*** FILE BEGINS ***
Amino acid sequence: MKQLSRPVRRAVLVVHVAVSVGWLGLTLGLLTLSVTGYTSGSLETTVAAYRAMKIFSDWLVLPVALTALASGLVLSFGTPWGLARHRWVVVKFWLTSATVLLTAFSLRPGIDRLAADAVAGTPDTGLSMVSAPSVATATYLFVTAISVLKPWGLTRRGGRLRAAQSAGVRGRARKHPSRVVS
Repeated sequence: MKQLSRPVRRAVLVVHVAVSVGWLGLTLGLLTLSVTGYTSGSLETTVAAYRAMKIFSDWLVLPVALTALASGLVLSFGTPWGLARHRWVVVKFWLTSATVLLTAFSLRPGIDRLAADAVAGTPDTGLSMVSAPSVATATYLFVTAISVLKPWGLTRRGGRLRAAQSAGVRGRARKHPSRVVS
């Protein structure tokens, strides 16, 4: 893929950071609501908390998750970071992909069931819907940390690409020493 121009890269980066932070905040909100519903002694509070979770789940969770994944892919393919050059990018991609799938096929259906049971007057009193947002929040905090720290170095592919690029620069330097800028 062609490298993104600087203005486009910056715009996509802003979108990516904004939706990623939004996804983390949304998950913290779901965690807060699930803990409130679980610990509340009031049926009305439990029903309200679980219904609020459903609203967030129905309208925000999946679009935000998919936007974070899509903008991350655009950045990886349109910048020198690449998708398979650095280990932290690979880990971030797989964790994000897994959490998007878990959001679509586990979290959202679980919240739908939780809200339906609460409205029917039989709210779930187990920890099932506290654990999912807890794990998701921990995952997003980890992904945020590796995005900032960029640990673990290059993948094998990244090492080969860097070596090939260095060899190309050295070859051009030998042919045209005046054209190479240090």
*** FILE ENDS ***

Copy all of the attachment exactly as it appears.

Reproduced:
Amino acid sequence: MKQLSRPVRRAVLVVHVAVSVGWLGLTLGLLTLSVTGYTSGSLETTVAAYRAMKIFSDWLVLPVALTALASGLVLSFGTPWGLARHRWVVVKFWLTSATVLLTAFSLRPGIDRLAADAVAGTPDTGLSMVSAPSVATATYLFVTAISVLKPWGLTRRGGRLRAAQSAGVRGRARKHPSRVVS
Repeated sequence: MKQLSRPVRRAVLVVHVAVSVGWLGLTLGLLTLSVTGYTSGSLETTVAAYRAMKIFSDWLVLPVALTALASGLVLSFGTPWGLARHRWVVVKFWLTSATVLLTAFSLRPGIDRLAADAVAGTPDTGLSMVSAPSVATATYLFVTAISVLKPWGLTRRGGRLRAAQSAGVRGRARKHPSRVVS
């Protein structure tokens, strides 16, 4: 893929950071609501908390998750970071992909069931819907940390690409020493 121009890269980066932070905040909100519903002694509070979770789940969770994944892919393919050059990018991609799938096929259906049971007057009193947002929040905090720290170095592919690029620069330097800028 062609490298993104600087203005486009910056715009996509802003979108990516904004939706990623939004996804983390949304998950913290779901965690807060699930803990409130679980610990509340009031049926009305439990029903309200679980219904609020459903609203967030129905309208925000999946679009935000998919936007974070899509903008991350655009950045990886349109910048020198690449998708398979650095280990932290690979880990971030797989964790994000897994959490998007878990959001679509586990979290959202679980919240739908939780809200339906609460409205029917039989709210779930187990920890099932506290654990999912807890794990998701921990995952997003980890992904945020590796995005900032960029640990673990290059993948094998990244090492080969860097070596090939260095060899190309050295070859051009030998042919045209005046054209190479240090």